we determine whether the trial judge abused her discretion or committed a clear error of law. Adoption of Elena, 446 Mass. 24 , 30 (2006).
Contrary to the father's first contention, the judge did not ground her finding of unfitness upon the father's earlier failure to exercise his custodial rights. [Note 9] The judge carefully considered a variety of factors concerning the father's parental fitness for Cheyenne's needs.
Massachusetts law has long recognized the relativity of parental fitness. A parent may be fit to raise one child but unfit to rear another. See Richards v. Forrest, 278 Mass. 547 , 553 (1932); Petition of the Department of Public Welfare to Dispense with Consent to Adoption, 383 Mass. 573 , 589 (1981). No evidence indicated any deficiency in the father's performance as a parent to his two sons and his stepdaughter. The fitness of a particular parent will hinge upon both "consideration of that parent's willingness and ability to care for the child, as well as the effect on a child of being placed in the custody of that parent." Guardianship of Estelle, 70 Mass. App. Ct. at 581. In this instance, the judge assessed the father's parenting style as aggressive, strict, and authoritarian. That parental mode, she determined, would be ineffective and detrimental because Cheyenne was currently a defiant child resistant to discipline. With justification, she concluded that the father would be presently unable to parent Cheyenne.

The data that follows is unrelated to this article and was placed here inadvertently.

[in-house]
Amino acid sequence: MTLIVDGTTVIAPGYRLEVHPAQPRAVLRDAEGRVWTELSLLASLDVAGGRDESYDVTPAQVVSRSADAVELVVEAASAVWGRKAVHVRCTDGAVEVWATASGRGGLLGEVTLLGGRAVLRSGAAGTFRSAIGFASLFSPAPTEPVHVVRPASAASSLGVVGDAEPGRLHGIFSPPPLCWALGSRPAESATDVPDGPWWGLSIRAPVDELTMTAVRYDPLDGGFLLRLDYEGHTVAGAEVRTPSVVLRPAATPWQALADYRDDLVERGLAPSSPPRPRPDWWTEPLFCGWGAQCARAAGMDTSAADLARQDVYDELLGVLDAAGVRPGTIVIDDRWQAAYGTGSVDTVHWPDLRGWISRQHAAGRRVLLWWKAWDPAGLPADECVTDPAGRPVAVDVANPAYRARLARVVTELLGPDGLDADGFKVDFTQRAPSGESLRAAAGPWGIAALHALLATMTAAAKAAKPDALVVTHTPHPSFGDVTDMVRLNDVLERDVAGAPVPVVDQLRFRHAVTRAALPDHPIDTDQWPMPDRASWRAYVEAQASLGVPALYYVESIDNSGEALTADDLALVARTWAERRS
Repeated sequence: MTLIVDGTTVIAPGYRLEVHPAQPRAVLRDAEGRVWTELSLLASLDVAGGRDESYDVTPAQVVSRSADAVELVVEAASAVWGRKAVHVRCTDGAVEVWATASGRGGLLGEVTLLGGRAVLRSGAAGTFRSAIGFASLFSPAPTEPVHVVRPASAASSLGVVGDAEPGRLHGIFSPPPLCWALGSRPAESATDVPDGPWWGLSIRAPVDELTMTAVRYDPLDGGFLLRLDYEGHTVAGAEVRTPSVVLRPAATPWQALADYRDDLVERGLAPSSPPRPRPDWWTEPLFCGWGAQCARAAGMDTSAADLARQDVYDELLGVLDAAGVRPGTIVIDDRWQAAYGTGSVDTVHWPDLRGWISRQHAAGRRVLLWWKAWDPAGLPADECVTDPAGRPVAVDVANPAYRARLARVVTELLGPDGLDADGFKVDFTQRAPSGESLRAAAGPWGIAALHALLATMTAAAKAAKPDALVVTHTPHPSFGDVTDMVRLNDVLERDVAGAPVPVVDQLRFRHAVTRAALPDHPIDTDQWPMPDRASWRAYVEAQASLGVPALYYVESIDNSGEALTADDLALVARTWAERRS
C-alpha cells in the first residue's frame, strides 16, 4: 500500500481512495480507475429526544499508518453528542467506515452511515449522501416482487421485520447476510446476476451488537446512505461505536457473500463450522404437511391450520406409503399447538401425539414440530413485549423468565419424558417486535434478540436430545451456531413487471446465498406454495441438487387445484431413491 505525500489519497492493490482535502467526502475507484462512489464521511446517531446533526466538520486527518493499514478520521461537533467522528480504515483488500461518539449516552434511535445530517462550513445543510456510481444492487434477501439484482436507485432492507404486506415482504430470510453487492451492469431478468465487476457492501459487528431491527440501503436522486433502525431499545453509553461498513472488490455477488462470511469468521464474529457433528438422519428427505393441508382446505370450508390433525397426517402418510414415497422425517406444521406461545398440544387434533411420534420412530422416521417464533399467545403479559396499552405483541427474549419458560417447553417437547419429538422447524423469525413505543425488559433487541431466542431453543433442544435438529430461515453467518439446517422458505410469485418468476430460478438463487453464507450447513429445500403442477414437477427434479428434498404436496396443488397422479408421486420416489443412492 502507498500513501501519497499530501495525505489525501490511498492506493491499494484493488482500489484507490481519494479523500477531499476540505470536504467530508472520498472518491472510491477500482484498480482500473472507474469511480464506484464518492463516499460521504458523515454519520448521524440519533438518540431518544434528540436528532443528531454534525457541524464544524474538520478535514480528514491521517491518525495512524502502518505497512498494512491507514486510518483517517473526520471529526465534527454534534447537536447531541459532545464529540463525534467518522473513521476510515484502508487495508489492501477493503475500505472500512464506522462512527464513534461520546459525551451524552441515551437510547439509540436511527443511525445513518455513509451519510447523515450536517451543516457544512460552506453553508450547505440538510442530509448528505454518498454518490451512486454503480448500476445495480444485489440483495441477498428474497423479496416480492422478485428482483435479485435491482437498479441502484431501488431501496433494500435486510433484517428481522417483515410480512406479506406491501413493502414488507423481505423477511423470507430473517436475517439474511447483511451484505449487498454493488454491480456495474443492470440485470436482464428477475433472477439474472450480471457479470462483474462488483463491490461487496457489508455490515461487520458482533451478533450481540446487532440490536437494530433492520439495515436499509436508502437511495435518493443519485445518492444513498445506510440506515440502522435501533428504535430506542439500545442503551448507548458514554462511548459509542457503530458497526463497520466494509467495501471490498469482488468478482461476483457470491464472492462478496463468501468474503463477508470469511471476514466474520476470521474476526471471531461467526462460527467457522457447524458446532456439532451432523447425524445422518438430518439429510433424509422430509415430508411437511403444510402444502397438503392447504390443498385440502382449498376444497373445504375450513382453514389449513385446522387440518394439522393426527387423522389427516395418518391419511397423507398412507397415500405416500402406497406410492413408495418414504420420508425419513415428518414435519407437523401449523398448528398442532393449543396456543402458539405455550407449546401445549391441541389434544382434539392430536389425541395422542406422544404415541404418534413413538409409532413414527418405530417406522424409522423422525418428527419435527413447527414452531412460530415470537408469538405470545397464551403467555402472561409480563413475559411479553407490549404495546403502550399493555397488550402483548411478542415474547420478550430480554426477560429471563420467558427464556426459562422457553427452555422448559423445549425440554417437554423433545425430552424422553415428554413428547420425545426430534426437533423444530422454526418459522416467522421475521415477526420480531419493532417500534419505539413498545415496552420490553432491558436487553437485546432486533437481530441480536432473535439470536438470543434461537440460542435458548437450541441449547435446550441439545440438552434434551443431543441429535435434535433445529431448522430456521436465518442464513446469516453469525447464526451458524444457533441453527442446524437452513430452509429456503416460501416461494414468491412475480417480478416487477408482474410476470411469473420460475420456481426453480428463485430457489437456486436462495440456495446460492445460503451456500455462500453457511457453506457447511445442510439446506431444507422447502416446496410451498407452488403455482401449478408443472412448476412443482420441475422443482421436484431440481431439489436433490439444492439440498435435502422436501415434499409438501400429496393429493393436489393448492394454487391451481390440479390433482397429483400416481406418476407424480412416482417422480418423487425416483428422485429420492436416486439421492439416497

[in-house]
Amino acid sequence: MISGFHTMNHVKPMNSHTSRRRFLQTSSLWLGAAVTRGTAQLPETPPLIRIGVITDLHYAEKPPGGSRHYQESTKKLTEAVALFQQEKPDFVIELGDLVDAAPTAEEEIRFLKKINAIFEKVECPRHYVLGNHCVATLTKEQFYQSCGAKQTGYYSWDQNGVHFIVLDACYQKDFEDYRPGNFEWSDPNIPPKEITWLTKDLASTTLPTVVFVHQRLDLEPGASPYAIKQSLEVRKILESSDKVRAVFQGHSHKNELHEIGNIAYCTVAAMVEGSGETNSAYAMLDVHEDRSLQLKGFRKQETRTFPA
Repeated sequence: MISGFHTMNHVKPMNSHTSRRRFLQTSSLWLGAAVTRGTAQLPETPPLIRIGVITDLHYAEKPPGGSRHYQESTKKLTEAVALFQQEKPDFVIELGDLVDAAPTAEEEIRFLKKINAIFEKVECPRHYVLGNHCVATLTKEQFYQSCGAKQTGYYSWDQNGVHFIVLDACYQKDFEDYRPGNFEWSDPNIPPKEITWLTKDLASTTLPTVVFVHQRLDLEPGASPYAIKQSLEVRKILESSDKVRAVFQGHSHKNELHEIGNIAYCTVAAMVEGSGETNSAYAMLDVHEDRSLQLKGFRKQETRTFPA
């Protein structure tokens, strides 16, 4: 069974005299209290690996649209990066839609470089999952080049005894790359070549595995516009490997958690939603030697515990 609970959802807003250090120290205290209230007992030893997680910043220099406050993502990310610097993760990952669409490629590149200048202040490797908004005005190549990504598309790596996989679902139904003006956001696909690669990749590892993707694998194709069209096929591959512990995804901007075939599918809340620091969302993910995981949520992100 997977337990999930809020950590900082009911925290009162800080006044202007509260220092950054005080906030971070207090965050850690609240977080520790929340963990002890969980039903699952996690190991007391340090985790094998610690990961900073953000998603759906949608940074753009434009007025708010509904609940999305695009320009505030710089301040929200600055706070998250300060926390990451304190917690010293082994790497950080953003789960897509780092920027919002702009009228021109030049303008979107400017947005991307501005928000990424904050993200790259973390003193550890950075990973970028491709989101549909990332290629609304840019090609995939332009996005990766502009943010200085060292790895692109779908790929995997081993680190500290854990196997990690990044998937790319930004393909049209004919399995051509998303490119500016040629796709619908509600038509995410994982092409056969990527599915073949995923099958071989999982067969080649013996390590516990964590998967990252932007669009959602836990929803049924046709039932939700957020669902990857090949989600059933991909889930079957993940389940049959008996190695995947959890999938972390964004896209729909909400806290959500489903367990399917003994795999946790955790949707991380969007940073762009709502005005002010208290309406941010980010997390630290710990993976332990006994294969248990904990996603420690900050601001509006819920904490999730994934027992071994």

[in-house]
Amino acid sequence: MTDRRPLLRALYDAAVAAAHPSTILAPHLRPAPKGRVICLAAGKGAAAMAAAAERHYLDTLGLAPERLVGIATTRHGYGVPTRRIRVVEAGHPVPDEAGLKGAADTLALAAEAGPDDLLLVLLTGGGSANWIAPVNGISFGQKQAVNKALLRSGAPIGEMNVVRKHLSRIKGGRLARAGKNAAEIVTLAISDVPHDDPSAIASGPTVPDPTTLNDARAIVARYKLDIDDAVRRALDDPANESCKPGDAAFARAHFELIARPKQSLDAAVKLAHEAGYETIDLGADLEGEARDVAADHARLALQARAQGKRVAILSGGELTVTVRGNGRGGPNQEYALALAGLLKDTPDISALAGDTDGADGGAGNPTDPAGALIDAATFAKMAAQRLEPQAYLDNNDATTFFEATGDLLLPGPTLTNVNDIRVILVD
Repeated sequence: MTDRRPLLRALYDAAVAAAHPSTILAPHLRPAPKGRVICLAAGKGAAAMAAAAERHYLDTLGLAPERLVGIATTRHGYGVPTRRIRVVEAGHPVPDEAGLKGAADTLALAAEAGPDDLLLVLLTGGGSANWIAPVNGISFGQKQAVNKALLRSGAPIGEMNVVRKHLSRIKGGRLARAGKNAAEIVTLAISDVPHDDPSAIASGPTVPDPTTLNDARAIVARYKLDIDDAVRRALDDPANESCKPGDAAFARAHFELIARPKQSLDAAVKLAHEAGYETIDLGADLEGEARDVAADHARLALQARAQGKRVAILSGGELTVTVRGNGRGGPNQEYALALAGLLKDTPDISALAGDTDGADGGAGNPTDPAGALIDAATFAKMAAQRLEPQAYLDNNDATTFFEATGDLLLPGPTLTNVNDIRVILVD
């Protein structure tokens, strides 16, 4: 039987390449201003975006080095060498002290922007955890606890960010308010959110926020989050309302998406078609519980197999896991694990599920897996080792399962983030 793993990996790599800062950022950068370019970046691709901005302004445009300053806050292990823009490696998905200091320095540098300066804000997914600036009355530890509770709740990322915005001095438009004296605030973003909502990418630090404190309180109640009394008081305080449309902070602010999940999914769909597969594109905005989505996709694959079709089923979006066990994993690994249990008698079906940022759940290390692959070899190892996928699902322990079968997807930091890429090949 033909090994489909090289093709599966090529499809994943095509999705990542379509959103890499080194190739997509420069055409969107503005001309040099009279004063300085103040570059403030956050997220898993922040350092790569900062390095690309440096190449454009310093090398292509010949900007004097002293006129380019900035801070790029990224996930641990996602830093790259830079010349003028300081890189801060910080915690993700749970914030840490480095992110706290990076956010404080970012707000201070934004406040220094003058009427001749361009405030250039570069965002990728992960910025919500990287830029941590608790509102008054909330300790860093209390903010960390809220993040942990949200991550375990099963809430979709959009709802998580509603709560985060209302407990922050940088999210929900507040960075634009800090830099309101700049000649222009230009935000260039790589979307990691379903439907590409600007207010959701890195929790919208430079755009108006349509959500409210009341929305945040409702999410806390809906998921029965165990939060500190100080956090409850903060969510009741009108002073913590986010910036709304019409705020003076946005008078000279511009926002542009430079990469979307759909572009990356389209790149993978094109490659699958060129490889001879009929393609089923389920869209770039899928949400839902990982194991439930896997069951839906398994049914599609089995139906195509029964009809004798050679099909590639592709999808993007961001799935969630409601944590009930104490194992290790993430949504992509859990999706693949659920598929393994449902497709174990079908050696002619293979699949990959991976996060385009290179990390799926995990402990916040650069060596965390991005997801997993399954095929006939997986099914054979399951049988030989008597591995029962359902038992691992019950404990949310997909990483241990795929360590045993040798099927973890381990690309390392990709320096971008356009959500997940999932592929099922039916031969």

The judge found also the lack of any bond between the father and Cheyenne. Even after three years of visits, mediation, and family therapy, she continued to resist the father's role and preferred not to live with him. The judge acknowledged the father's efforts to establish a bond with Cheyenne but accurately found them unsuccessful.